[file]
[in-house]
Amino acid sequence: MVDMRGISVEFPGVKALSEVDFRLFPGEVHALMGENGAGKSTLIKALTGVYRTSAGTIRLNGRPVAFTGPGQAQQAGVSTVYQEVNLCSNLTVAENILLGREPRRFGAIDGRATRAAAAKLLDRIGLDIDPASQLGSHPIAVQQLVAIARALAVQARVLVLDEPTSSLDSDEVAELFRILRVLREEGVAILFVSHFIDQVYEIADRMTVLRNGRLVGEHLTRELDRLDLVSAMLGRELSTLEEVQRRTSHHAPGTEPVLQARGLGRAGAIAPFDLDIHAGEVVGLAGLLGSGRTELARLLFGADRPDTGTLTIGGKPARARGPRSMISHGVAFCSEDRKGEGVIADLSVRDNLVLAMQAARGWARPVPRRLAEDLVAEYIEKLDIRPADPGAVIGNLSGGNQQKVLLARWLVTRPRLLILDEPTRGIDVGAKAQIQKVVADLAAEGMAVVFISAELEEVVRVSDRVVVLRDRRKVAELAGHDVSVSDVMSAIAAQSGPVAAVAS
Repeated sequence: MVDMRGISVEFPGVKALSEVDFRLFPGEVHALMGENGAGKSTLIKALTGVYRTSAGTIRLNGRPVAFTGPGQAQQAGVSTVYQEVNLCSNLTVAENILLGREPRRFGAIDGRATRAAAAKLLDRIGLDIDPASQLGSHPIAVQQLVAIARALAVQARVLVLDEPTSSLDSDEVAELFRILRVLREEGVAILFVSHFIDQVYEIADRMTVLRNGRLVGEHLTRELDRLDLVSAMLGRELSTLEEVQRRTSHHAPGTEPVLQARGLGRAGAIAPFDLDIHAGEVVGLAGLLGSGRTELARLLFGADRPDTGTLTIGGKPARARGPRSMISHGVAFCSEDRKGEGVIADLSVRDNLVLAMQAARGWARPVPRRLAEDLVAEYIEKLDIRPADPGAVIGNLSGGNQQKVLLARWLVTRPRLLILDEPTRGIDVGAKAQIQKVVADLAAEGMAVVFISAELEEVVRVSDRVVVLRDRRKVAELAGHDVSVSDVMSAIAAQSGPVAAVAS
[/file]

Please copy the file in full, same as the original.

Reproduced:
[in-house]
Amino acid sequence: MVDMRGISVEFPGVKALSEVDFRLFPGEVHALMGENGAGKSTLIKALTGVYRTSAGTIRLNGRPVAFTGPGQAQQAGVSTVYQEVNLCSNLTVAENILLGREPRRFGAIDGRATRAAAAKLLDRIGLDIDPASQLGSHPIAVQQLVAIARALAVQARVLVLDEPTSSLDSDEVAELFRILRVLREEGVAILFVSHFIDQVYEIADRMTVLRNGRLVGEHLTRELDRLDLVSAMLGRELSTLEEVQRRTSHHAPGTEPVLQARGLGRAGAIAPFDLDIHAGEVVGLAGLLGSGRTELARLLFGADRPDTGTLTIGGKPARARGPRSMISHGVAFCSEDRKGEGVIADLSVRDNLVLAMQAARGWARPVPRRLAEDLVAEYIEKLDIRPADPGAVIGNLSGGNQQKVLLARWLVTRPRLLILDEPTRGIDVGAKAQIQKVVADLAAEGMAVVFISAELEEVVRVSDRVVVLRDRRKVAELAGHDVSVSDVMSAIAAQSGPVAAVAS
Repeated sequence: MVDMRGISVEFPGVKALSEVDFRLFPGEVHALMGENGAGKSTLIKALTGVYRTSAGTIRLNGRPVAFTGPGQAQQAGVSTVYQEVNLCSNLTVAENILLGREPRRFGAIDGRATRAAAAKLLDRIGLDIDPASQLGSHPIAVQQLVAIARALAVQARVLVLDEPTSSLDSDEVAELFRILRVLREEGVAILFVSHFIDQVYEIADRMTVLRNGRLVGEHLTRELDRLDLVSAMLGRELSTLEEVQRRTSHHAPGTEPVLQARGLGRAGAIAPFDLDIHAGEVVGLAGLLGSGRTELARLLFGADRPDTGTLTIGGKPARARGPRSMISHGVAFCSEDRKGEGVIADLSVRDNLVLAMQAARGWARPVPRRLAEDLVAEYIEKLDIRPADPGAVIGNLSGGNQQKVLLARWLVTRPRLLILDEPTRGIDVGAKAQIQKVVADLAAEGMAVVFISAELEEVVRVSDRVVVLRDRRKVAELAGHDVSVSDVMSAIAAQSGPVAAVAS